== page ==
Teen girl ill after eating raw animal heart

NTB/The Local
NTB/The Local - [email protected] • 17 Sep, 2012 Updated Mon 17 Sep 2012 17:21 CEST
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A 16-year-old girl is recovering in hospital from a life-threatening infection after she was forced to eat a raw animal heart during an initiation ceremony for a high school sorority in south-eastern Norway.


The girl’s parents were among a number of shocked witnesses at Bragernes Square in Drammen last Wednesday, as a group of girls sought to prove their suitability for the Gevjon sorority.

Lured by the promise of exclusive parties, some 12 teenagers ate raw fish and animal hearts, drank water spiked with chewing tobacco, and slapped each other in the face in the middle of the city square, newspaper Drammens Tidende reports.

A few hours after the humiliating ritual, the 16-year-old girl suffered an allergic reaction to the raw food and was taken by ambulance to hospital.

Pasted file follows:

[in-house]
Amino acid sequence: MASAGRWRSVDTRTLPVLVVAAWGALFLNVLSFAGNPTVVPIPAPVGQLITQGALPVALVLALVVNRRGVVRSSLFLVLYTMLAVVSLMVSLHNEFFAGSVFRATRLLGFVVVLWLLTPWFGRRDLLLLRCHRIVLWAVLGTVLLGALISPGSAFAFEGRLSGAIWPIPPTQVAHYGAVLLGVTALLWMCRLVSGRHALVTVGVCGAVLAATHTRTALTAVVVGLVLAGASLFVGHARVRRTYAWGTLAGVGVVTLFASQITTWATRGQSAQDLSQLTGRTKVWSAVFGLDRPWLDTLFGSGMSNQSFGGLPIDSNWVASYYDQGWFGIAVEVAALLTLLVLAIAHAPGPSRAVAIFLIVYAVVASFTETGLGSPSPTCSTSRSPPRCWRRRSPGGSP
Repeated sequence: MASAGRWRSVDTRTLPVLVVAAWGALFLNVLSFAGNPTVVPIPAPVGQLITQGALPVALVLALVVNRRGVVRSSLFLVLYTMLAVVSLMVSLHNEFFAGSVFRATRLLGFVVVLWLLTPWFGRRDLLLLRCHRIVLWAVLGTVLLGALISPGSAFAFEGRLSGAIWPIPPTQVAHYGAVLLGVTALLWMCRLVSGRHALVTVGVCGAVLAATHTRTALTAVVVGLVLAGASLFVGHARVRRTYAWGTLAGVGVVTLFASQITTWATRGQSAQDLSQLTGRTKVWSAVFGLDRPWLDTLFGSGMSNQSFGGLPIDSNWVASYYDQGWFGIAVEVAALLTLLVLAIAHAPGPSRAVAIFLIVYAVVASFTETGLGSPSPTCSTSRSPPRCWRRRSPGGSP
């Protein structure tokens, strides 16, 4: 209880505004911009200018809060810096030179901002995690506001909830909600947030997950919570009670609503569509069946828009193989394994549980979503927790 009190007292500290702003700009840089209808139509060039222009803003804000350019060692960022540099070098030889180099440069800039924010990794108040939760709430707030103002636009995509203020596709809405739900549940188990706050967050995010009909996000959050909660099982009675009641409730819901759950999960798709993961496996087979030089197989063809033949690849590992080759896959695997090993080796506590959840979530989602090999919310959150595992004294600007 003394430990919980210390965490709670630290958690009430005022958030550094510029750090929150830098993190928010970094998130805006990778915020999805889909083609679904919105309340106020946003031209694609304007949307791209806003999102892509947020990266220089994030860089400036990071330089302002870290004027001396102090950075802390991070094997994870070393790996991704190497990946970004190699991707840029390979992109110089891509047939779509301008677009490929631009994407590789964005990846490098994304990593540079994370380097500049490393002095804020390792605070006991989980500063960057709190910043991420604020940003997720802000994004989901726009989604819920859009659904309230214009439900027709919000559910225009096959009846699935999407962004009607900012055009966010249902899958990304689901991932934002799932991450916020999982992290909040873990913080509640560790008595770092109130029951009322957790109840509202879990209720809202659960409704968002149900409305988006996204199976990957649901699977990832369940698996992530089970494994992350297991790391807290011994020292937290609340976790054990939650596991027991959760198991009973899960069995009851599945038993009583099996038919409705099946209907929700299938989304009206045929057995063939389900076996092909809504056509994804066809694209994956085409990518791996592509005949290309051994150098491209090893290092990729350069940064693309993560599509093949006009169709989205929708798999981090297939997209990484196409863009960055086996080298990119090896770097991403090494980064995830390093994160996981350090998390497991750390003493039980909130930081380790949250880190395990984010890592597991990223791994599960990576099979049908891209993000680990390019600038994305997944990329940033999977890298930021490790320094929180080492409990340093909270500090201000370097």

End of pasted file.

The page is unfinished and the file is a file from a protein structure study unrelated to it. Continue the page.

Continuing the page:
While she recovered quickly and was soon sent home, on Friday she had a relapse and was kept in quarantine at the hospital over the weekend, her father told the newspaper.

By Sunday evening, her condition had deteriorated still further, with doctors fearing the girl had been infected with the life-threatening E. coli bacteria.

On Monday morning, however, staff at the hospital said her life was no longer considered to be in danger.

The girl’s father, who requested not to be named in order to protect his daughter’s identity, said he was appalled that the sorority's hazing ceremonies had been allowed to spiral so far out of control.

“The police know what’s happening, and with that in mind I’m strongly critical of them allowing the event,” he told Drammens Tidende.

Ellen Kathrine Winstrup, principal of the Drammen Videregående Skole, said she was powerless to stop initiation rites taking place away from the school and outside of school hours.

She added, however, that she strongly disapproved of the demeaning rituals, which she said were damaging the school’s reputation.

“Until recent years the girls would get involved in some tomfoolery such as dressing up, having entertainment in the schoolyard, and occasionally some girl made a fool of herself, but it was not dangerous,” said Winstrup.

“In recent years we have seen the introduction of aspects we absolutely do not like,” she added.



NTB/The Local 2012/09/17 17:21

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